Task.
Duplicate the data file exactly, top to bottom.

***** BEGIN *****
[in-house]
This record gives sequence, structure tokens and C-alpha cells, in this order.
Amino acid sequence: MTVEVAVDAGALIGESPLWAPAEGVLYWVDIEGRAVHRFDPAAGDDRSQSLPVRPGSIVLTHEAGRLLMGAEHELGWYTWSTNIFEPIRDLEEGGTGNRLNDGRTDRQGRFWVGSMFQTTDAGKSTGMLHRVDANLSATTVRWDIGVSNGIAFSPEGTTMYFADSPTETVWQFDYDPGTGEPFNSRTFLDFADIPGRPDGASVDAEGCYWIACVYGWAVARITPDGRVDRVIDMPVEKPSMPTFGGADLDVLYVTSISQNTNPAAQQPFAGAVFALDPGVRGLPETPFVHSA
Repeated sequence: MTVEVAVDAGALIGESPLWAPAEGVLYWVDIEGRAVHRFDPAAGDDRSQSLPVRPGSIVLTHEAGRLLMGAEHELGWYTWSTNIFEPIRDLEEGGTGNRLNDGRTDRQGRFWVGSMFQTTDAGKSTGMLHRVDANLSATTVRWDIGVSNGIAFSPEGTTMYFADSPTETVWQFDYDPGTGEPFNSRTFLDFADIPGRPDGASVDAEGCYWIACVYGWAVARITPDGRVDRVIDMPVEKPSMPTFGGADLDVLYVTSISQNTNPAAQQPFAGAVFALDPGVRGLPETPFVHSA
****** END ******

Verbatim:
[in-house]
This record gives sequence, structure tokens and C-alpha cells, in this order.
Amino acid sequence: MTVEVAVDAGALIGESPLWAPAEGVLYWVDIEGRAVHRFDPAAGDDRSQSLPVRPGSIVLTHEAGRLLMGAEHELGWYTWSTNIFEPIRDLEEGGTGNRLNDGRTDRQGRFWVGSMFQTTDAGKSTGMLHRVDANLSATTVRWDIGVSNGIAFSPEGTTMYFADSPTETVWQFDYDPGTGEPFNSRTFLDFADIPGRPDGASVDAEGCYWIACVYGWAVARITPDGRVDRVIDMPVEKPSMPTFGGADLDVLYVTSISQNTNPAAQQPFAGAVFALDPGVRGLPETPFVHSA
Repeated sequence: MTVEVAVDAGALIGESPLWAPAEGVLYWVDIEGRAVHRFDPAAGDDRSQSLPVRPGSIVLTHEAGRLLMGAEHELGWYTWSTNIFEPIRDLEEGGTGNRLNDGRTDRQGRFWVGSMFQTTDAGKSTGMLHRVDANLSATTVRWDIGVSNGIAFSPEGTTMYFADSPTETVWQFDYDPGTGEPFNSRTFLDFADIPGRPDGASVDAEGCYWIACVYGWAVARITPDGRVDRVIDMPVEKPSMPTFGGADLDVLYVTSISQNTNPAAQQPFAGAVFALDPGVRGLPETPFVHSA